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The Entertainer - What is it that makes a player prefer the flamboyant to the efficient?

Try to pull this stunt in the playground and you’re getting smashed. Try to pull it off against a fellow professional in front of thousands of people inside a stadium and millions watching at home and, well, you’re getting smashed. Same skill, different environment, universal outcome. But that has never discouraged football’s showboats. Whether it’s on the streets of their hometown or the pristine pitches of the pro game, these showmen like to square up to their marker and flick the ball over their head, using the heel of one foot and the instep of the other. If you’re after visuals, Neymar and Lucas Paquetá are both masters of the rainbow flick.


Victims of this trick resemble the same suckers who fall foul to the classic water bucket over the door prank. There’s that split second of realisation where they open the door and see their tormentor perfectly poised to capture the moment on camera. They freeze, helpless to stop the humiliation, as they accept their fate before rushing towards the camera to smash the person responsible.


Is the rainbow flick essential? No, it’s too risky, and too technically challenging to be essential. Could they work an inch for a cross or a shot with a good old-fashioned drop of the shoulder? Yes, probably, but where’s the fun in that?


What’s going through a player’s mind as they weigh up their options? Mess the trick up and lose possession for your team and you will anger the manager, the fans, your teammates and the opposition. “That will teach you, you flash bastard,” will be the unified response. Pull it off and you had better brace yourself for impact. Or, finally, and this has happened to both Neymar and Paquetá in Ligue 1, invite a yellow card from the referee.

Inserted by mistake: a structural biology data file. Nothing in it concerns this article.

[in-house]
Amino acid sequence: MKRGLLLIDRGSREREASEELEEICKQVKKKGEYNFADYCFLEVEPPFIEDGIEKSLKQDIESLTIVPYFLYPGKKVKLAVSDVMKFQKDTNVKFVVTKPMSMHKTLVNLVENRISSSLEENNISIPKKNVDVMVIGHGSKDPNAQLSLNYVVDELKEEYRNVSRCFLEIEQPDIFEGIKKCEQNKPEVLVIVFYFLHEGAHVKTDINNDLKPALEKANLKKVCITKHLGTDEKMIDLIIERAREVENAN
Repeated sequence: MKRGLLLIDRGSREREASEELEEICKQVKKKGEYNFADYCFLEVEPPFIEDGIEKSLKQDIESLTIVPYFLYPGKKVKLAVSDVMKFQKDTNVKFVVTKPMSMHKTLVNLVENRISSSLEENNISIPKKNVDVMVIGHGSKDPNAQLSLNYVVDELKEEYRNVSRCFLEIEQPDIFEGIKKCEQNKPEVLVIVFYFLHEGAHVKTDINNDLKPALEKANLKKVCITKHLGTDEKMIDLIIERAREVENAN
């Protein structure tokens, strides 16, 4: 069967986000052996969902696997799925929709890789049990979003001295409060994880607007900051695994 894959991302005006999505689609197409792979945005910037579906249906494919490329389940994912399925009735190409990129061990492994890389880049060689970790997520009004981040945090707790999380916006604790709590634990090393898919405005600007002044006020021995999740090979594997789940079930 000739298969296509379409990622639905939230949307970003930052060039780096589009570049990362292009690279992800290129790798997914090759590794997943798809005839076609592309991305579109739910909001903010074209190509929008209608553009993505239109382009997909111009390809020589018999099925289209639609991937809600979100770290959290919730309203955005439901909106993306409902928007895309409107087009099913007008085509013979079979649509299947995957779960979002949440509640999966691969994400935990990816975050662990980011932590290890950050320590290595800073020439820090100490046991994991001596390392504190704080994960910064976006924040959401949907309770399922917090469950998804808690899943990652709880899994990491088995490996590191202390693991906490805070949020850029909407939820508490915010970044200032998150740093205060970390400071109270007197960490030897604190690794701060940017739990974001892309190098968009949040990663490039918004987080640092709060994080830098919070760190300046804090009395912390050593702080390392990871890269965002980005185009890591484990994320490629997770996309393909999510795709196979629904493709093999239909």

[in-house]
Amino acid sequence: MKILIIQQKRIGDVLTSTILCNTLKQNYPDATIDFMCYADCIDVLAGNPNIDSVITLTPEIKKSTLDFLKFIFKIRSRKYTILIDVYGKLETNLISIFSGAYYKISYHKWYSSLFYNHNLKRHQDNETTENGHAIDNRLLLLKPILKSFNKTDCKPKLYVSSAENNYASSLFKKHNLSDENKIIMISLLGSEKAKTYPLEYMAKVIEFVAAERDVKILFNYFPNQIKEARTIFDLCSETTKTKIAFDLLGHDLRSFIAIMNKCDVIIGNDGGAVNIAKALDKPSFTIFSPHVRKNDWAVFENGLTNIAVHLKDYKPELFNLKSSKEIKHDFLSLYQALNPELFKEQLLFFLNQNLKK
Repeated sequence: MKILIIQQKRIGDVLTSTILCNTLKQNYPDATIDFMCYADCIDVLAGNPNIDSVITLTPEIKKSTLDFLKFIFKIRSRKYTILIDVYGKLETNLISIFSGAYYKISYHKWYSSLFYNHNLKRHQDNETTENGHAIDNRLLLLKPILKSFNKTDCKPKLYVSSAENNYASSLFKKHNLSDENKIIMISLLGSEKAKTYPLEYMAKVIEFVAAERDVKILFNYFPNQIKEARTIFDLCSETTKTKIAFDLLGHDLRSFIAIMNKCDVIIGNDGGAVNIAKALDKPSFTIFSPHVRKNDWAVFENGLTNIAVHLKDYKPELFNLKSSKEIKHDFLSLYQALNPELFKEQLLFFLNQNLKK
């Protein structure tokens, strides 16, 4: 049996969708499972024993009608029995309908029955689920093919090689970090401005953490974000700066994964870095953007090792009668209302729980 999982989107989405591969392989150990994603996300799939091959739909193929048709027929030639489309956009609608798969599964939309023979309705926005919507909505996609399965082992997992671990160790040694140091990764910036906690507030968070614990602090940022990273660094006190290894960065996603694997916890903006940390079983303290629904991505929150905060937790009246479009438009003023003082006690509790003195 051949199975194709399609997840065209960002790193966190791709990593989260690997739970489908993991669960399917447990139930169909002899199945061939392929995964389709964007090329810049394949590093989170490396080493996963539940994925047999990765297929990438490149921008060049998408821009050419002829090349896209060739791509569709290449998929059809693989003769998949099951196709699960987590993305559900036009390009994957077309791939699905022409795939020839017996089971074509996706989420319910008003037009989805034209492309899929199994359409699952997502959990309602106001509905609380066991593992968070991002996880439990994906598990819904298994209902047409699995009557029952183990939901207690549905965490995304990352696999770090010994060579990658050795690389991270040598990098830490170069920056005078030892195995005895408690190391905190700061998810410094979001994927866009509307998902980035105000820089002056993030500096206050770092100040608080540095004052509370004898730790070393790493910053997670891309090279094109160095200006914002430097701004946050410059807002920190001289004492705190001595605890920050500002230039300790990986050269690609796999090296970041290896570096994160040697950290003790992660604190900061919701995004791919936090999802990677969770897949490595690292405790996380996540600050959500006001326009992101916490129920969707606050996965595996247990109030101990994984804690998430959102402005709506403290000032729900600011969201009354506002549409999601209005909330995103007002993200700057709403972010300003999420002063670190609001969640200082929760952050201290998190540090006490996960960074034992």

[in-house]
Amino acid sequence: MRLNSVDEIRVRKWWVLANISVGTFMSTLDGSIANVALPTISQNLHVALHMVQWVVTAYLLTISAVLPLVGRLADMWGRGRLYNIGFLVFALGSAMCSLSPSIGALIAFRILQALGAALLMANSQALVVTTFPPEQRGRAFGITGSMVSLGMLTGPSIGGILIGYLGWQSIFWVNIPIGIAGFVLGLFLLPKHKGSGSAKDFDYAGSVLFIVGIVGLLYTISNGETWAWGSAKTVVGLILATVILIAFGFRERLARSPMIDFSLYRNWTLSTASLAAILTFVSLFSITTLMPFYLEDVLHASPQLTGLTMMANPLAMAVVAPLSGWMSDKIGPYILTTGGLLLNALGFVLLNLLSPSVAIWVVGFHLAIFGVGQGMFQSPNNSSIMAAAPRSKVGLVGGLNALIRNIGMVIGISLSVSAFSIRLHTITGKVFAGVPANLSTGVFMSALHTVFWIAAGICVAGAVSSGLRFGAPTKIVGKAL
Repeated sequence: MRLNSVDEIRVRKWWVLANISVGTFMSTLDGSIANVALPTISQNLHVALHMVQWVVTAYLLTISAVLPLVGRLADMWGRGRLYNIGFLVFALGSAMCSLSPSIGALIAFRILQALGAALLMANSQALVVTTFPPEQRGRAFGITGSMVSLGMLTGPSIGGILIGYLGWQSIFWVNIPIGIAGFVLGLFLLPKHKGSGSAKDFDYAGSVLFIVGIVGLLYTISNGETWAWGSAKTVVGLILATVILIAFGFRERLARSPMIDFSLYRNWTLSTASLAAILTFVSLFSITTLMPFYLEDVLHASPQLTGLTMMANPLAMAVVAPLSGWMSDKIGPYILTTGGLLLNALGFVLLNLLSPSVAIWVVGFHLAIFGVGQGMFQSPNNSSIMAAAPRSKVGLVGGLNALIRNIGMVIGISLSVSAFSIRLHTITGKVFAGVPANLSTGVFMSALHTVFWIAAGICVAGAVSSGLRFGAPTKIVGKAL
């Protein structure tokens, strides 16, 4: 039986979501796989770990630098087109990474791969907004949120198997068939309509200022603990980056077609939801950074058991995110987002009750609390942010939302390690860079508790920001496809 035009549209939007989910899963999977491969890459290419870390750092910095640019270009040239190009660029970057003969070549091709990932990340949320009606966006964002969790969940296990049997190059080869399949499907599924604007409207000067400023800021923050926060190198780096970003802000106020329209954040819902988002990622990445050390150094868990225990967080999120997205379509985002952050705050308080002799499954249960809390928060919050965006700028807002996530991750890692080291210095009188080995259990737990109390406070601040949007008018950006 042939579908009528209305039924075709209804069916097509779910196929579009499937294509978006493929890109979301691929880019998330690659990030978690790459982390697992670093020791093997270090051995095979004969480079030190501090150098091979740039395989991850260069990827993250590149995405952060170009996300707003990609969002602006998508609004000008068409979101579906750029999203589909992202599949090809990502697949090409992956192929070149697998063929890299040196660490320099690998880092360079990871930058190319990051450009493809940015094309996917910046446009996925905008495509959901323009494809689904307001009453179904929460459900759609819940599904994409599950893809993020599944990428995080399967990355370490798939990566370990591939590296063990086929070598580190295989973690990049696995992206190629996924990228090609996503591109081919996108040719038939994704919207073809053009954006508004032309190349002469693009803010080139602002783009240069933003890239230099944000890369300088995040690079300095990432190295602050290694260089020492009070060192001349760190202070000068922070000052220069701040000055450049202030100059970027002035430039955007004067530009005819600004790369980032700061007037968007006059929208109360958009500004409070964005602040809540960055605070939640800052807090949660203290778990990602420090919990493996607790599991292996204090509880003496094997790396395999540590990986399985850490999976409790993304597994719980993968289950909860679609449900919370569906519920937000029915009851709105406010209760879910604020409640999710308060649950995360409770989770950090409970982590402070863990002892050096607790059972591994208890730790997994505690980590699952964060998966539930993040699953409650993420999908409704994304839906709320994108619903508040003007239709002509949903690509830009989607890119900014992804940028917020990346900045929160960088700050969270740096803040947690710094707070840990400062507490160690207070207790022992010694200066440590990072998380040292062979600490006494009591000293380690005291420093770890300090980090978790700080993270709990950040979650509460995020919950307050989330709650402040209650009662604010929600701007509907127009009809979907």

So, why do it? That’s showbiz, baby. Some players and managers aren’t just in this for the three points and the paycheque. They’re here to put on a show, for their own enjoyment, their legacy and, most importantly, to entertain the fans.


Watching Harry Maguire send a towering defensive header back into the opposition’s half is not on many fans’ football must-watch list. Nor is a YouTube compilation of the best sideways passes. For at least some fans, the reason they attend matches, stare at their screens and fill their wardrobes full of Stella McCartney x Aldi mash-up third kits for the Johnstone’s Paint Trophy is their love of the entertainers – the showboaters worthy of the admission fee.


These players might not finish their careers with a stacked trophy room or stats that stand the test of time, but they’re the ones that we recall with gushing romanticism.


Take the likes of Jay-Jay Okocha and Adel Taarabt, players best remembered for their spells at Bolton and QPR, clubs that, with all due respect, are unlikely destinations for otherworldly talent. In spite of that, you remember the time Okocha left Ray Parlour wandering bewildered around a corner of the Reebok Stadium after he casually trotted past him with a rainbow flick.


And you probably forgot that Taraabt started his English career at Tottenham, yet you’ve seen the clip of the young Moroccan snatching the soul of Derby’s Craig Fagan with the “filthiest nutmeg” at White Hart Lane. A clip that’s amassed 15.1 million views on Twitter alone.


When a fan witnesses one of these moments, it sets off a chemical reaction that stimulates their reward system. “A pathway in our brain is activated when we experience pleasure,” explained the neuroscientist Dean Burnett, author of Emotional Ignorance. “A neurotransmitter, dopamine, starts firing off and that’s the purest, rawest abstraction of pleasure – like an intense sexual experience or eating a nice tangerine….”